Darwin`s Theory of Evolution
Transcript Darwin`s Theory of Evolution
and Darwin’s Contribution
"The natural history of these islands is eminently curious,
and well deserves attention."
-- Charles Darwin, from Voyage of the Beagle, 1845
The processes that have transformed life on earth from its
earliest forms to the vast diversity that characterizes it
A change in the genes, caused by mutations.
One gene can change the shape of a skull. It can lengthen lifespans.,
restructure the color pattern on a wing, or create a race of giants.
~Edward O. Wilson
Darwin set sail on the H.M.S.
Beagle (1831-1836) to survey
the south seas (mainly South
America and the Galapagos
Islands) to collect plants and
On the Galapagos Islands,
Darwin observed species that
lived no where else in the world.
These observations led Darwin
to write Voyage of the Beagle, a
travelogue of his journeys.
From the observations on his trip
he started writing
On the Origin of Species by Means
of Natural Selection.
It took him 25 years to finally
publish the book. Published in
Two main points:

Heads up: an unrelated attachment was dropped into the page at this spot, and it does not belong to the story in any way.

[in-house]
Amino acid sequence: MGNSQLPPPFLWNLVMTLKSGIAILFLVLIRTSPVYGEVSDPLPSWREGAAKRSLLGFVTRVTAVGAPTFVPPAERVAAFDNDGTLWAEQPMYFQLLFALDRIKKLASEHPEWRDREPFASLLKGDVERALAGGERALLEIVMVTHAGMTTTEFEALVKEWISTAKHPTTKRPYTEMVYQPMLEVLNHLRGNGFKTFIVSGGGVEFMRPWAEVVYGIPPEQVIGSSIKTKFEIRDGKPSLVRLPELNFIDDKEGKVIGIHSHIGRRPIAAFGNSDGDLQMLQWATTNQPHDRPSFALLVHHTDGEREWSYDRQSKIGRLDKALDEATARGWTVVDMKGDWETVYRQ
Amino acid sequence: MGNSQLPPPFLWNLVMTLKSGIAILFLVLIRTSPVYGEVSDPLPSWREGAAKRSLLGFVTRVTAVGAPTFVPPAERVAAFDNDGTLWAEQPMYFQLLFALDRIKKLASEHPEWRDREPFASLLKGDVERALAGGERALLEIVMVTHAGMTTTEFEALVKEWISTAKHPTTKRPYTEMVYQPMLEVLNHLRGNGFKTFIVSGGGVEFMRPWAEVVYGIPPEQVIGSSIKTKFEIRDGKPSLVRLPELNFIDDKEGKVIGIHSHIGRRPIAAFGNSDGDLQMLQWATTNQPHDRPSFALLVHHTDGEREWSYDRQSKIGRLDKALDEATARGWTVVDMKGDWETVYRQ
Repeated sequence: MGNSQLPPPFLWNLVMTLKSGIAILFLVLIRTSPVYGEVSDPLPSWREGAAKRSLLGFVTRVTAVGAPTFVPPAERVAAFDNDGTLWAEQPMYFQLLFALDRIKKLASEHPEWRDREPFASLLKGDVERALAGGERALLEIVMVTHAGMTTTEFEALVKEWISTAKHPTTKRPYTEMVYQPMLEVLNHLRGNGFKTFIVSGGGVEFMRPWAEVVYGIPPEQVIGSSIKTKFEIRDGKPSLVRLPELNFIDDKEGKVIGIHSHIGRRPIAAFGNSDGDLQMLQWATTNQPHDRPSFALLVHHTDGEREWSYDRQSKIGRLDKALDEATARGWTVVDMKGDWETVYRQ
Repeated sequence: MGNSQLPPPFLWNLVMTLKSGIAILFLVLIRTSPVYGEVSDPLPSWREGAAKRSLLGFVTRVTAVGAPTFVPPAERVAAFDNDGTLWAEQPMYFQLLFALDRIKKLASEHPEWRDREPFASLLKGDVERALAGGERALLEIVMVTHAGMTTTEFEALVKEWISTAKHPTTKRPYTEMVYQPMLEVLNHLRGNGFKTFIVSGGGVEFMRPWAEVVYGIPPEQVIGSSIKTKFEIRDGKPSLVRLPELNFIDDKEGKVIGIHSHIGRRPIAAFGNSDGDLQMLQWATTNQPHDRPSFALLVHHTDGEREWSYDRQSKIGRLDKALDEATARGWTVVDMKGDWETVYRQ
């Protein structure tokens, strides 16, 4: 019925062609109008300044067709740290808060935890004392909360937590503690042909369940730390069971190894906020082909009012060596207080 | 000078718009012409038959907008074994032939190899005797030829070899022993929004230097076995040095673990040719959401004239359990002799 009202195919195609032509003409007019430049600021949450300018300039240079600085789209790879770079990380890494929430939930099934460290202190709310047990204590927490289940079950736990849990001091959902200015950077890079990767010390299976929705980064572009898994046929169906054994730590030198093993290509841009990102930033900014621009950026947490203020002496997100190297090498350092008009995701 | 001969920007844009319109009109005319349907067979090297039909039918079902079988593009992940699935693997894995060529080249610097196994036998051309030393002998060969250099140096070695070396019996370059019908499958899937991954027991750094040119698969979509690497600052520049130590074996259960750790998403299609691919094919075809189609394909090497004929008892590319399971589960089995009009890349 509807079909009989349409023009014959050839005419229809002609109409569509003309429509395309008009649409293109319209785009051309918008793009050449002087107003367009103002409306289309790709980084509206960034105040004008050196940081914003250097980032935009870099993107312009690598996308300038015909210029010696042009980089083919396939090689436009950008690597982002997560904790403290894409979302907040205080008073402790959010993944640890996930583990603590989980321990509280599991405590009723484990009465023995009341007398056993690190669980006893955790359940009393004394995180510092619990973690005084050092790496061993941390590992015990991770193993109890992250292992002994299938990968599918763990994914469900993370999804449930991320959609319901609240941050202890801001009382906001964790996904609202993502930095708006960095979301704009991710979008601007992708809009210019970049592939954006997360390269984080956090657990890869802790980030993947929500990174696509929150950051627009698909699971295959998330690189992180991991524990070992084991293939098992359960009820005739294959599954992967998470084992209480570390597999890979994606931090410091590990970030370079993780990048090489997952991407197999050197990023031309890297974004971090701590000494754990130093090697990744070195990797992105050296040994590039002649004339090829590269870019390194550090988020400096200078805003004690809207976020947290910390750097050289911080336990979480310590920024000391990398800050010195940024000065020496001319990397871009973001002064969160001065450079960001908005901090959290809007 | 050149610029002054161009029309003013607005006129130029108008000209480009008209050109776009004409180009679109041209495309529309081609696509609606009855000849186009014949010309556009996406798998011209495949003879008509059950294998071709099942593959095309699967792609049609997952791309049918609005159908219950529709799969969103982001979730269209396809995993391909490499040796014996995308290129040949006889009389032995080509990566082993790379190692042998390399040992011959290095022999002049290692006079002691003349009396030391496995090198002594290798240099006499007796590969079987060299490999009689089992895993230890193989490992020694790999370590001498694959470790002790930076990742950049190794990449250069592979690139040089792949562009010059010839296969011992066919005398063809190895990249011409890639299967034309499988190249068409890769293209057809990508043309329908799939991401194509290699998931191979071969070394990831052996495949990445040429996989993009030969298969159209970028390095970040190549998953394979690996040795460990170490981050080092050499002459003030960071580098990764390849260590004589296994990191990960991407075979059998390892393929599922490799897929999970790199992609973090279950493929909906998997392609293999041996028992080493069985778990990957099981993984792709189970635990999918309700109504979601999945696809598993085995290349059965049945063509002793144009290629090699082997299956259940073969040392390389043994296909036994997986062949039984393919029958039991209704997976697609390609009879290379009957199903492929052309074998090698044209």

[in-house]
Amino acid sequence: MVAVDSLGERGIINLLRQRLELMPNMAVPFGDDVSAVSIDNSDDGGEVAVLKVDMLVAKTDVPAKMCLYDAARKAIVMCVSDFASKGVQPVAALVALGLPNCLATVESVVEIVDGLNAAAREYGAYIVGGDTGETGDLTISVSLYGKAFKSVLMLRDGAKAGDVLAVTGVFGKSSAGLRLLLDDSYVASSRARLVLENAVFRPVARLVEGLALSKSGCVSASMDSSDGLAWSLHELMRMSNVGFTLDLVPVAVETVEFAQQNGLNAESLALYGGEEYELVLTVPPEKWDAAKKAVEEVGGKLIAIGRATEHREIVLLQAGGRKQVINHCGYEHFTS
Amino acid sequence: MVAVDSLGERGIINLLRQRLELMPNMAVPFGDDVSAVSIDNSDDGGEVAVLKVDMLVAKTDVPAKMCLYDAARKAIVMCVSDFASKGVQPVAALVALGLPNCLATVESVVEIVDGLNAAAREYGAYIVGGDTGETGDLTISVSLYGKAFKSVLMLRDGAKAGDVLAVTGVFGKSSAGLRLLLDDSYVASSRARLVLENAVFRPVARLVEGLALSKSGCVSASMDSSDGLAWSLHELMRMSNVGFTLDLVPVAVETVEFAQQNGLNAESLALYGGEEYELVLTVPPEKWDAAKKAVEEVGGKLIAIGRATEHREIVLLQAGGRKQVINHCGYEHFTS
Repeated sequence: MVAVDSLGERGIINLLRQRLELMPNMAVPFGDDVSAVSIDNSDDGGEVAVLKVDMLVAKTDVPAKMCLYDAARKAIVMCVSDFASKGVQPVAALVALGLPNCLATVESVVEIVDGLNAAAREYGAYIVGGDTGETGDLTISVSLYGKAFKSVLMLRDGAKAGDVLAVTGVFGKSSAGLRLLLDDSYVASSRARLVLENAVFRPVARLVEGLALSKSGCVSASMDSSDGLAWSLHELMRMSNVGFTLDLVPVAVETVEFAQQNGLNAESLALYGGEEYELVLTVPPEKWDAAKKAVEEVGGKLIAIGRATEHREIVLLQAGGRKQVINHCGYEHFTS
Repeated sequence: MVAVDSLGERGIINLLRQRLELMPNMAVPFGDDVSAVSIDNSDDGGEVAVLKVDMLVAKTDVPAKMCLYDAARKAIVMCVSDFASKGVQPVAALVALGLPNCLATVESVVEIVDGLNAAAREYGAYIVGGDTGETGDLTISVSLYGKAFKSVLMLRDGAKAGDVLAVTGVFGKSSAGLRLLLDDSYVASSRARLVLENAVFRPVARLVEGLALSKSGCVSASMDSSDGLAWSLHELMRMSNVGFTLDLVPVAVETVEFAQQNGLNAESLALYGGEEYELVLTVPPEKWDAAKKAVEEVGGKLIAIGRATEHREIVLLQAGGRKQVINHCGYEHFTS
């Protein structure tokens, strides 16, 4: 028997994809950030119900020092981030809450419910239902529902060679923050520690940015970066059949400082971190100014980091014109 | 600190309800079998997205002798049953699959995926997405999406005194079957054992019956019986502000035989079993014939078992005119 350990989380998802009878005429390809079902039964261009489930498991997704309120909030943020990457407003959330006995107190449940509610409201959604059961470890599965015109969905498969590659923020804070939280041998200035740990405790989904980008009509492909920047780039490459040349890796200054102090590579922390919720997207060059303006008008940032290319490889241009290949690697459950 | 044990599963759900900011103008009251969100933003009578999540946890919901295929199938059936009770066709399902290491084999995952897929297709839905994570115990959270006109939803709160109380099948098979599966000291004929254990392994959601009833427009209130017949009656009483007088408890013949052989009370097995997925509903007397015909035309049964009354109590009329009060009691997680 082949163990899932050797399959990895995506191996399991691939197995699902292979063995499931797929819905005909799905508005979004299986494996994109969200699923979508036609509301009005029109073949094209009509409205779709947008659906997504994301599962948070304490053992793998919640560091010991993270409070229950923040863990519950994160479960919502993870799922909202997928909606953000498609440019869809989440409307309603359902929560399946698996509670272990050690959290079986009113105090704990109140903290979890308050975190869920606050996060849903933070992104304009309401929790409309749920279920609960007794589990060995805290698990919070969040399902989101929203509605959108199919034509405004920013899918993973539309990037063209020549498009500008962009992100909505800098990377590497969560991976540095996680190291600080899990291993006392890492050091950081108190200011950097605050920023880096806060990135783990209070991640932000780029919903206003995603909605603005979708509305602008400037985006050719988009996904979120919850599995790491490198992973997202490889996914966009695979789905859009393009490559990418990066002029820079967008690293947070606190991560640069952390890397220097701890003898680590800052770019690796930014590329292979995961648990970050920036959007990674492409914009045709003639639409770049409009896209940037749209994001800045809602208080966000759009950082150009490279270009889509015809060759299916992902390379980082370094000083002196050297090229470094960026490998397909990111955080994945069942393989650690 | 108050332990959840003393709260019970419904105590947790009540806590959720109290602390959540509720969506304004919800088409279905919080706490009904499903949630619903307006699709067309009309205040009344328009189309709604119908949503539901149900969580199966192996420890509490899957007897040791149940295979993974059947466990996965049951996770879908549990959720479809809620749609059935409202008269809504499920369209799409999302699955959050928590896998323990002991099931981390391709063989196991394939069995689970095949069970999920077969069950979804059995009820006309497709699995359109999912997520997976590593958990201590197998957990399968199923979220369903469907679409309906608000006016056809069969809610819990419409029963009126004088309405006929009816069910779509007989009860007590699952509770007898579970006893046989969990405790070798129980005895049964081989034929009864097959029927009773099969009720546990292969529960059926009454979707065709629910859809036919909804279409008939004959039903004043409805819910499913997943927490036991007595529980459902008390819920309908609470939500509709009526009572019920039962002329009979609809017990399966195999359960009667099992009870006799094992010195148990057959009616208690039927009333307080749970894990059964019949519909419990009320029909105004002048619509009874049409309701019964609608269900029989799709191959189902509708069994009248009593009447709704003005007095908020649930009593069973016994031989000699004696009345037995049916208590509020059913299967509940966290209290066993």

Species were not created in their
present form, but evolved with
modifications from ancestral
Proposed a mechanism for
evolution: NATURAL SELECTION
James Hutton (1726-1797)
One of the first geologists
to challenge the age of the
Proposed the layers to
have been laid down and
shaped over millions of
" ...no vestige of a
beginning, no prospect
of an end."
Charles Lyell (1797-1875)
Famous geologist of
Darwin was reading his
book, Principles of
Geology (1830), while on
the HMS Beagle.
pertaining to orderly
change in time from
geological evidence and
Discussed similarity of
fossils from different
First to hypothesize a mechanism for changes in
organisms over time and realize that they were adapted to
But, his Theory of Inheritance of Acquired Characteristics,
incorrectly stated that animals can pass on traits that they
developed during their lifetime.
Coined the term “Biology”.
Thomas Malthus (1766- 1834)
Social Economist, author
of Essay on the Principles
of Population (1798).
Argued that food supply
increased in a linear
fashion, while population
Example of limited
Resources are limited and this creates competition.
Organisms produce more offspring than can
Variation exists amongst the individuals of a
Individuals with favorable traits are more likely to
leave offspring better suited for their environment.
Over time, those individuals with the favorable traits
will make up more of the population and could
become a separate species.